The New Jersey Farm Bureau says bees are a vital part of the state’s agriculture business because of their role in pollinating so many crops as part of fruit production.
Measures advancing through the state legislature would help the people who maintain honeybees.
The number of those with honeybee colonies in the Garden State has tripled over eight years, according to Janet Kratz, president of the Beekeepers Association of New Jersey.
That’s led to problems with neighbors who fear the bees will attack them or reduce property values.
Katz, who has hives on her one-acre property in Morris County, believes laws passed by towns to regulate beekeeping are misguided.
“I’ve had four hives for the 22 year that I’ve lived here, at times there have been more. I have neighbors on three sides, and I’ve never had a problem,” she said. “I know of people in Newark who have bees just a few feet from a public sidewalk, and nobody knows that they have bees.”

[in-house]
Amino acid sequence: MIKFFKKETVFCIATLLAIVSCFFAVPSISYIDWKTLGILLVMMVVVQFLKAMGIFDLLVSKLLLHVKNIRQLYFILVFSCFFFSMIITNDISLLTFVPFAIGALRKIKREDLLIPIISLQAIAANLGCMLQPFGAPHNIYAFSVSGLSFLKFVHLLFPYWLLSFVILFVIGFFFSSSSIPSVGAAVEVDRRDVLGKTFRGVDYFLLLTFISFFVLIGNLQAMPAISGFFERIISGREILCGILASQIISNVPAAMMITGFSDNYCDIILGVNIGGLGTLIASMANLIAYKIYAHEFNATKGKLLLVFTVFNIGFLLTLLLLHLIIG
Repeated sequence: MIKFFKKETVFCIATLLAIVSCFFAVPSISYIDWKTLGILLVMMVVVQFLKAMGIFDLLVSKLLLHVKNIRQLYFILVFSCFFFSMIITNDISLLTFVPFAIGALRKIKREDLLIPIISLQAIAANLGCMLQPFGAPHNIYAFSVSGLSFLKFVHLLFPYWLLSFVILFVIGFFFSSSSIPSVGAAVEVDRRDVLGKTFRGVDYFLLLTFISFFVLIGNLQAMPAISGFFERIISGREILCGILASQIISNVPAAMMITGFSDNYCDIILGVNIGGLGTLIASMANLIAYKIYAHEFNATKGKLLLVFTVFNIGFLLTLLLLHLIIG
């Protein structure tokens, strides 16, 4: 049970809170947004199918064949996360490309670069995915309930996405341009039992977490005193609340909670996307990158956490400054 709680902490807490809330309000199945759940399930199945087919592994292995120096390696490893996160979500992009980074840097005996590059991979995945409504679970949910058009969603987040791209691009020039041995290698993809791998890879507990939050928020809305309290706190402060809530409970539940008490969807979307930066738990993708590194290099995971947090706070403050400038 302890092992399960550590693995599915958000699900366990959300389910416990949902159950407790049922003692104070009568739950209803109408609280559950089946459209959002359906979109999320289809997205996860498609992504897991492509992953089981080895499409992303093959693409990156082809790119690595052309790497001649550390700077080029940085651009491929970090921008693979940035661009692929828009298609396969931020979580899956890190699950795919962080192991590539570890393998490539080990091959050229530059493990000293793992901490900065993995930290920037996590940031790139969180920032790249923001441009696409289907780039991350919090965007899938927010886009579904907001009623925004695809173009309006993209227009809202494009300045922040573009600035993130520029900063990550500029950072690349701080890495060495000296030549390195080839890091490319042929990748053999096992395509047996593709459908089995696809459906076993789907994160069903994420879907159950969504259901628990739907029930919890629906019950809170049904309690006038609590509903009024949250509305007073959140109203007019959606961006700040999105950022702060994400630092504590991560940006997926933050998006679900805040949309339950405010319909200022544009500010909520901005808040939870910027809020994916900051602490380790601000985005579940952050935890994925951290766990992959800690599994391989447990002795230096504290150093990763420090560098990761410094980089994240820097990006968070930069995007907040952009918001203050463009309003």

The bills lawmakers are considering would extend right-to-farm protections to beekeepers to prevent neighbors from hassling them. Towns would be prohibited from enacting local laws to regulate beekeepers.
Katz said she’s encouraged by the pending legislation.
“We are the Garden State, the honeybee is out state insect, and with these two pieces of legislation, we’ll be able to focus more on educating the public, educating new beekeepers, and, hopefully, keeping the beekeeping industry alive and vibrant in the state for years to come,” she said.